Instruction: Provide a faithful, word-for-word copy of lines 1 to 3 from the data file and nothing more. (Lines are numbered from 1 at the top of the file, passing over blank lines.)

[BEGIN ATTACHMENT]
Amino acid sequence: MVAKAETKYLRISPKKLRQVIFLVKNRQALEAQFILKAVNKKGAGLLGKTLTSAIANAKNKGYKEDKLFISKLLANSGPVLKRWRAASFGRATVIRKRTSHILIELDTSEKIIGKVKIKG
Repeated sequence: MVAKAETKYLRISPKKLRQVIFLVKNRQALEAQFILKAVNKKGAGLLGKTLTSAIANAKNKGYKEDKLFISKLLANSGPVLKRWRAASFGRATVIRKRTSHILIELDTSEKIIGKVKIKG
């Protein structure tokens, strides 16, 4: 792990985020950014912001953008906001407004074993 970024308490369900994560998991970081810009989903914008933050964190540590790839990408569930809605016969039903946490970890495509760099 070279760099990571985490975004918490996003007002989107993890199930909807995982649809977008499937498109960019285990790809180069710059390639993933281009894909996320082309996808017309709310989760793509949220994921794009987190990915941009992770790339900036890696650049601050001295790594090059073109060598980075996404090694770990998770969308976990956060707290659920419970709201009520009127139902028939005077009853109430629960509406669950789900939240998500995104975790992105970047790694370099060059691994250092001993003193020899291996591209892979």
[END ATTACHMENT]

Amino acid sequence: MVAKAETKYLRISPKKLRQVIFLVKNRQALEAQFILKAVNKKGAGLLGKTLTSAIANAKNKGYKEDKLFISKLLANSGPVLKRWRAASFGRATVIRKRTSHILIELDTSEKIIGKVKIKG
Repeated sequence: MVAKAETKYLRISPKKLRQVIFLVKNRQALEAQFILKAVNKKGAGLLGKTLTSAIANAKNKGYKEDKLFISKLLANSGPVLKRWRAASFGRATVIRKRTSHILIELDTSEKIIGKVKIKG
């Protein structure tokens, strides 16, 4: 792990985020950014912001953008906001407004074993 970024308490369900994560998991970081810009989903914008933050964190540590790839990408569930809605016969039903946490970890495509760099 070279760099990571985490975004918490996003007002989107993890199930909807995982649809977008499937498109960019285990790809180069710059390639993933281009894909996320082309996808017309709310989760793509949220994921794009987190990915941009992770790339900036890696650049601050001295790594090059073109060598980075996404090694770990998770969308976990956060707290659920419970709201009520009127139902028939005077009853109430629960509406669950789900939240998500995104975790992105970047790694370099060059691994250092001993003193020899291996591209892979």